Some serious synergy has been building out at Juneau Dance Unlimited this past year, fed by multiple sources, each with its own distinctive spark.
To name three: There’s Philip Krauter, the relatively new artistic director, who draws on decades of classical ballet training as a dancer and a teacher. There’s Ricci Adan, who arrived from New York City in June of last year with an enormous store of knowledge about American Theatre Dance – something Juneau had not yet had the opportunity to learn. And of course there are the students themselves, the most advanced of whom have been studying at JDU for more than a decade, working to channel their passion for dance into an art form.
These three energy sources -- and others -- are currently working together to feed some exciting new possibilities at JDU.
Juneau audiences will get the chance to absorb some of this energy themselves this weekend, when JDU presents its spring show, “From Ballet to Broadway.” Three performances are scheduled: at 7 p.m. Friday, and at 2 p.m. and 7 p.m. Saturday at the Thunder Mountain High school auditorium.
Part one of the program will showcase the “ballet” half of the event’s title, and will feature performances by some of JDU’s most accomplished dancers — Misha Culver, Gabrielle Duvernay, Natalie Millay, Maire New, Anouk Otsea, Marissa Truitt, Eliza Sutch and Sierra Baker — who range in age from 13 to 16.
Part two of the program, the “Broadway” focused half, highlights Adan’s work at JDU — and also features the advanced dancers listed above.
Both part one and part two are interspersed with modern, hip-hop, and other dance styles taught by JDU instructors Leslie Wagner, Julie Tran, and Alex Brown; student Misha Culver, 16, also teaches.
Though ballet and Broadway dance styles may seem distinct disciplines, they actually work in tandem, much like Krauter and Adan themselves. Together they provide a firm base from which these students can take the leap into all kinds of professional dance, if they so choose.
Ballet rests at the foundation of all the dance being taught at JDU, Krauter said. If you look closely at most professional dance, including theater dance — such as “West Side Story,” or the “King and I” — you can see the ballet underneath, Krauter said.
“If you go to New York right now and watch a Broadway show — a lot of (the dancers) are not necessarily professional ballet dancers, but most of them have had ballet, they’re trained as ballet dancers.”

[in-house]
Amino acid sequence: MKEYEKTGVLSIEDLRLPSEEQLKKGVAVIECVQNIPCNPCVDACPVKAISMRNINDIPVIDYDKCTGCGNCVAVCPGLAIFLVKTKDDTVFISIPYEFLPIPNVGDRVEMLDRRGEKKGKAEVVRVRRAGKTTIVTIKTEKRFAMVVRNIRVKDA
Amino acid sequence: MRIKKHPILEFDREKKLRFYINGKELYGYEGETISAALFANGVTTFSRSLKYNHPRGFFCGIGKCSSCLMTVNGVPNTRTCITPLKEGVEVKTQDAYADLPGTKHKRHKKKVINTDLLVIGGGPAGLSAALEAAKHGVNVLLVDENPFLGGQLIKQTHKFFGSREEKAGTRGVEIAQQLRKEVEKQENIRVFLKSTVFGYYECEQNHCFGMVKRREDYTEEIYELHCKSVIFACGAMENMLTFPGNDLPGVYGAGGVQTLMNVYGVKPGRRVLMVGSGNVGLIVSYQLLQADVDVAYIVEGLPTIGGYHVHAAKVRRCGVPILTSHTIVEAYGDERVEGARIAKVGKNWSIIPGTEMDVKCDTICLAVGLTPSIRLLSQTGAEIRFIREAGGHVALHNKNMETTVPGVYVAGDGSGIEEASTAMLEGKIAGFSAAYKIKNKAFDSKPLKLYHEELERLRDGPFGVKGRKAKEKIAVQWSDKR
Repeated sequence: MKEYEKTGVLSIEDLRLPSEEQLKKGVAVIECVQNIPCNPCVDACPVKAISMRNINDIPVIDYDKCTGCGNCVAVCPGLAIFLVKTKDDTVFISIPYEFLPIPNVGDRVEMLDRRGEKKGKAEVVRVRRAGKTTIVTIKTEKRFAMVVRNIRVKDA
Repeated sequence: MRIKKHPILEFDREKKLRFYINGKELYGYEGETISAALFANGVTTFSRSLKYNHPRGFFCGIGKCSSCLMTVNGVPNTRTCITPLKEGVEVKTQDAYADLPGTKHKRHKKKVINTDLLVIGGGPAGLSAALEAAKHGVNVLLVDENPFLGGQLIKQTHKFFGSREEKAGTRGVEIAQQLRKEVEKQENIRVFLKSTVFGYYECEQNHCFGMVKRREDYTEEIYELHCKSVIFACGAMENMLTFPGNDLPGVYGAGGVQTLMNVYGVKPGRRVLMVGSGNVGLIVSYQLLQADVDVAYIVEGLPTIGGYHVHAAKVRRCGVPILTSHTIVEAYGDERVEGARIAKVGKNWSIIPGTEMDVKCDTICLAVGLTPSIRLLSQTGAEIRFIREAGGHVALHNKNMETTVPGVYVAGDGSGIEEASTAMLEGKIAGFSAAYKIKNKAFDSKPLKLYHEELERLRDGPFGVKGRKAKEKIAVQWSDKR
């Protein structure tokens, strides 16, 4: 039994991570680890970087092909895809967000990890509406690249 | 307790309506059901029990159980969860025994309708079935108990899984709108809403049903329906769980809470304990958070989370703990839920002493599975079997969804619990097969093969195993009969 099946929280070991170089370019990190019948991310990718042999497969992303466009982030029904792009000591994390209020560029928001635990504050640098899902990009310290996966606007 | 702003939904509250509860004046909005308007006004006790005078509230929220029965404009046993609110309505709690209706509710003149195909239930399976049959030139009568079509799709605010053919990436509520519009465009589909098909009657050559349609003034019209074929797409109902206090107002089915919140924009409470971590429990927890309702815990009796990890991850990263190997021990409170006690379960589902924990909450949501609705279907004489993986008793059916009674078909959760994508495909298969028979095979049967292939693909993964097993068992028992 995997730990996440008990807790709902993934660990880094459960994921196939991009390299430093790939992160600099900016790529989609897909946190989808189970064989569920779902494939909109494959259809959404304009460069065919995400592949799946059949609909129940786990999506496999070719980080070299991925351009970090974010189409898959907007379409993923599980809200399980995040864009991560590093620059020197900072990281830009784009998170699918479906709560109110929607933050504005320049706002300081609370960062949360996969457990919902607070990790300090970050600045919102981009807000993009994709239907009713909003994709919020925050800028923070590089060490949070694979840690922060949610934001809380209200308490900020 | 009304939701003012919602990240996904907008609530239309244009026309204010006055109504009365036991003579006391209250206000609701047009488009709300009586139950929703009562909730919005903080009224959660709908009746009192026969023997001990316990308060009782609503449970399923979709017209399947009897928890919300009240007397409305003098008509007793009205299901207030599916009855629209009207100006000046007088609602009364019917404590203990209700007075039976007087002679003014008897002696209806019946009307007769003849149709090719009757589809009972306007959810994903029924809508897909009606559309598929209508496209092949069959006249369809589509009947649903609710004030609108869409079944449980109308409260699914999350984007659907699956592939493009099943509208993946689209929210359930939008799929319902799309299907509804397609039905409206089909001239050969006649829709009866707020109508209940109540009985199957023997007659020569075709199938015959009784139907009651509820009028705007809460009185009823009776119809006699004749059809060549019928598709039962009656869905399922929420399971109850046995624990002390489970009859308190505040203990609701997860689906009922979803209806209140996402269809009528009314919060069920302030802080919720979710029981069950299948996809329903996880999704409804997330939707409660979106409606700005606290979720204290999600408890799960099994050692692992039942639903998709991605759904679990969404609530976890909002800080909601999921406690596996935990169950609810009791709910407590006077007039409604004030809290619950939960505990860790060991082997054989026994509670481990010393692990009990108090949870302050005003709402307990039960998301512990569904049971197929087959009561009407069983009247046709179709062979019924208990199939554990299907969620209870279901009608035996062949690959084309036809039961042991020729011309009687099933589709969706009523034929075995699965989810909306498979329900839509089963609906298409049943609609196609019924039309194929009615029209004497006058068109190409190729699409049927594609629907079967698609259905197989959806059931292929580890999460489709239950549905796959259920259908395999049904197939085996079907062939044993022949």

”That’s where the strength is,” Adan said.
Krauter, who teaches the top level ballet classes, said a serious study of the form is the only real approach.
“I feel like since I’ve taken over the reins at JDU, I’ve been trying to train the students here in pure advanced ballet, classic ballet technique, that’s my goal,” Krauter said.
“We see everything here as a performing art. With everything we’re doing, we’re trying instill the sense that this is a fine art, it’s a performing art, it needs to be on stage, it’s theater, in all its aspects — what real dance is and should be.”
The advanced ballet students have already built up this foundation at JDU over the past decade or so, so these students were well prepared to take some risks and try some new things with Adan.
In Adan’s classes, the students have been learning what amounts to a comprehensive history of American dance styles. Although it’s a wide-ranging field, it involves very specific knowledge of language, of dance steps, and of history. It also involves other art forms at times, such as singing.
“Theater dance is everything,” Adan said. “It’s American jazz, and I’m trying to preserve that so that the kids know what that American heritage is. If they don’t keep it, it’s going to be like a dinosaur, it’s going to be extinct. That’s my legacy.”
Both Krauter and Adan try to provide the basic syllabus of dance for their students -- Krauter through the foundation and study of ballet and Adan through the history and variety of theater dance -- one the dancers will need if they plan to dance professionally. Adan pointed out that many of JDU’s advanced students are already in a position where they might need this knowledge — at least five of the girls will be attending prestigious summer intensive programs this summer, including Misha Culver (Boston Ballet), Maire New (New York’s Bolshoi Ballet), Anouk Otsea (Houston Ballet) and Marissa Truitt and Gabrielle Duvernay (Pittsburgh Ballet).
Adan, who has been to Juneau several times before, said the fact that the JDU students take their art so seriously is part of what solidified her decision to come teach them, especially because she knew she could offer them something they would not otherwise get in Juneau.
“These kids are so talented, I’m so proud of them, I want to expose them to everything,” she said.